CLARKDALE - Townspeople in Clarkdale could see contaminated soil removed from their yards and public property as soon as March in the United Verde Soil Program, now that the Department of Environmental Quality has approved a plan and location to take the contaminated soil.
Dozens of Clarkdale residents filed into the historic Clark Memorial Clubhouse Auditorium Wednesday afternoon during a town-hall-style open house to learn more about the program.
Experts stood at tables with cardboard posters explaining different aspects of the huge undertaking that is about to become a reality in Clarkdale.
More than 500 property owners have now signed up for soil remediation, according to project manager for Freeport Minerals, Alicia Voss. A total of 850 property owners have agreed to sampling, out of the 1,140 eligible properties in the current study area in the town.
Speaking with a microphone, Voss stood in the middle of the wooden floor of the large open auditorium and addressed the townspeople predicting: “This work should begin in March of this year and will go on for over three years.”
One of the townspeople spoke up and asked Voss where the soil removal would begin.
“We plan to start in upper and lower Clarkdale,” Voss explained. There would be multiple crews. “Five hundred is a big number.”
One obstacle to the project was the ADEQ’s review of soil repository proposed to be built near the Lower TAPCO River Access Point just off Sycamore Canyon Road near the Verde River. The project could not begin until Freeport had somewhere to put the contaminated soil.
However, the remedial action work plan, which includes the soil repository near Sycamore Canyon Road, was approved by the ADEQ on Thursday, according to an email from ADEQ spokesman Erin Jordan. Wednesday, Voss said she talked with ADEQ and said the approval letter will go out soon.
Freeport has already received land-use approval for the repository site from Yavapai County, and next will be a grading-permit application to explain how they will develop the property on Sycamore Canyon Road, she said. “One more permit from Yavapai County,” Voss pointed out.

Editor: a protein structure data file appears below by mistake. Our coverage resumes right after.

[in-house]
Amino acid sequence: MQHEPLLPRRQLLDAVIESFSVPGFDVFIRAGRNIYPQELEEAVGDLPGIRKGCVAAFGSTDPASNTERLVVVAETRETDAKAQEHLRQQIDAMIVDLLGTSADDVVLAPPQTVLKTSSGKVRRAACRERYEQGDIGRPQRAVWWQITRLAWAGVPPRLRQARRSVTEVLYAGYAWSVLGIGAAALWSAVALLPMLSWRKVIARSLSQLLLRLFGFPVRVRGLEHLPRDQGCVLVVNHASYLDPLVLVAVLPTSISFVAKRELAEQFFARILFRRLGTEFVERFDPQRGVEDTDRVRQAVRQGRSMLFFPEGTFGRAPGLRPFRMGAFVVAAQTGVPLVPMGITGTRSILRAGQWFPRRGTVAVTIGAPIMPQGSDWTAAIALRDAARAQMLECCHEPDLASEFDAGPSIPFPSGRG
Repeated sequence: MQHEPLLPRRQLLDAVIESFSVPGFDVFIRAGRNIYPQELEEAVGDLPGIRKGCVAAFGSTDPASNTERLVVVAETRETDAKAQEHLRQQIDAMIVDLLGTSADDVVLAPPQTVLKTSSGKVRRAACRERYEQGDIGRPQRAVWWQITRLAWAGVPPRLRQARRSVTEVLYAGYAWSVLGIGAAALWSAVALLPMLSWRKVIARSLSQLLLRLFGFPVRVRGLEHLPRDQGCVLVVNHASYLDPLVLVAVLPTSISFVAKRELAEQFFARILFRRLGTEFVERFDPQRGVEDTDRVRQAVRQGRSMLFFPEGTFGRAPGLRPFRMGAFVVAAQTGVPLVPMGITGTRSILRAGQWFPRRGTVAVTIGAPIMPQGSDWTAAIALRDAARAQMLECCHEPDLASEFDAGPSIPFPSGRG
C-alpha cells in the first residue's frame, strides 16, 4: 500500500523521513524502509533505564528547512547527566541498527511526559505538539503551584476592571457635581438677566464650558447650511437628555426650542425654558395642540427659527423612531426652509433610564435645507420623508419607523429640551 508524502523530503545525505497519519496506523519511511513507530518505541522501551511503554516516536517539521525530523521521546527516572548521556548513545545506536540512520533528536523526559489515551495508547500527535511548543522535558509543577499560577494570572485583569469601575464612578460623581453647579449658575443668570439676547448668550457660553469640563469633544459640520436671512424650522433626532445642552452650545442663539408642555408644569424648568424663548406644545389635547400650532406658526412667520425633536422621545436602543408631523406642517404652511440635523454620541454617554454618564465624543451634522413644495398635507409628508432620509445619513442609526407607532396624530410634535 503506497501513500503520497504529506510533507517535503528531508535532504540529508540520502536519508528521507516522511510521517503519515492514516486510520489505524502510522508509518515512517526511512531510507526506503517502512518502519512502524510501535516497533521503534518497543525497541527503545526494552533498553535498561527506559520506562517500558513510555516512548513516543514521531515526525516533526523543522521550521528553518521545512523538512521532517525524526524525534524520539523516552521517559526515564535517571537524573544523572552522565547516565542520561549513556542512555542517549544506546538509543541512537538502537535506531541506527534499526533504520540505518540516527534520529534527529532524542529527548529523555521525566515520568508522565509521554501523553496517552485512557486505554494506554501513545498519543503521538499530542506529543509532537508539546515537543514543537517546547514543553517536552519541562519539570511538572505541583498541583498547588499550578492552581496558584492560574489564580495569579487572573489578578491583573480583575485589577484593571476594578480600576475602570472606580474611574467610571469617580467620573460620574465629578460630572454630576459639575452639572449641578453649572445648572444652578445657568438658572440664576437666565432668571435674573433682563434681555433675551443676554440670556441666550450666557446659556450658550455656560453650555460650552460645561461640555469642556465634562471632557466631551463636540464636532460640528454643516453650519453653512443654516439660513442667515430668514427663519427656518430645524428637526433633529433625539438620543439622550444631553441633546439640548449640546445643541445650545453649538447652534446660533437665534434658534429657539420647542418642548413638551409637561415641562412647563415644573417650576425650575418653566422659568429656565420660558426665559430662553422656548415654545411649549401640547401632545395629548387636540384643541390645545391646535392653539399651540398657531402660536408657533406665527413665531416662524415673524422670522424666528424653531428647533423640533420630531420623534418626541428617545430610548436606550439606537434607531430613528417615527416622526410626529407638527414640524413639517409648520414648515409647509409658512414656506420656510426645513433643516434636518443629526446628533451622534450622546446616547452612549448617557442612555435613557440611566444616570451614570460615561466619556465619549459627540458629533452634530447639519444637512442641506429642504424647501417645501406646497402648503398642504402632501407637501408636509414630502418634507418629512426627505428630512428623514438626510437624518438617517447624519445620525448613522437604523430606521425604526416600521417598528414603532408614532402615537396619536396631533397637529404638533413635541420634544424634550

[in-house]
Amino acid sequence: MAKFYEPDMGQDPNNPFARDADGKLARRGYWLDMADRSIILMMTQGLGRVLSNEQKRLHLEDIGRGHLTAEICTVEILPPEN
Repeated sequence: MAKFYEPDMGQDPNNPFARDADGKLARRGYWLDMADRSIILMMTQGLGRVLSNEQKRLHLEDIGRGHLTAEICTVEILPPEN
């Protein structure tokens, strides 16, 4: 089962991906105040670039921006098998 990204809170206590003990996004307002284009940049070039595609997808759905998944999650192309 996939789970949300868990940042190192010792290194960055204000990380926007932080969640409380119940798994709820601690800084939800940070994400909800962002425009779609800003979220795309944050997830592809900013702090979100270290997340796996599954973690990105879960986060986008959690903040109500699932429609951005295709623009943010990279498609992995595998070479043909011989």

Over the past two years, Clarkdale soil samples have been sent to an independent laboratory and tested to determine the concentrations of arsenic, copper, lead, tin, zinc, and boron in the soil.
If concentrations of one or more of the metals exceeded soil target cleanup levels, Freeport Minerals Corp. will remove and replace the impacted soil and restore the landscaping to similar condition. The program is free and voluntary.
If a property owner, who falls within the boundary, agrees to have their soil remediated, they will have their soil removed and replaced with new soil. It can be up to two feet of soil but they do increments of six inches depending on the testing, according to Gayle Mabery, Clarkdale Town Manager.
“The soil we take out, we take over to Sycamore Canyon Road and we will build a repository,” she explained. They will “contain it all” and “cover it all.”
“We take the soil of there, we test it again, if it doesn’t pass the test, we treat it to stabilize it,” Voss continued. They will render the soil “inert” with a chemical additive that binds with the soil, she added,
“The final volume of soil (to be placed at the Sycamore Canyon Road site) is dependent on soil testing results and participation of the residents. The final repository design is anticipated to be approximately 10 to 12 feet in height. Once the soil placement is completed, the site will be revegetated to conform to the surrounding landscape,” Freeport stated in an earlier email.
“We have a program of about 500 (property owners) already. So that’s a good number we’re telling people tonight. That’s really great participation,” she added.
History behind the soil
The Clarkdale copper smelter was operated by the United Verde Copper Company from 1915 to 1932 and by Phelps Dodge Corporation from 1935 to 1953.
As the corporate successor to Phelps Dodge Corporation, Freeport Minerals entered into the Arizona Department of Environmental Equality (ADEQ) Voluntary Remediation Program to investigate potential impacts to soil from historical smelter operations. The soil testing has the oversight of both the ADEQ and the Yavapai-Apache Nation Environmental Protection Agency.
Letters about the program have been sent to property owners in the expanded area. If a property owner gives permission for soil testing to be done, and the results come back positive, they can agree to have the contaminated soil removed.
The Clarkdale-Jerome School property won’t have to remediated, because the property was scraped off when built in the 1980s.
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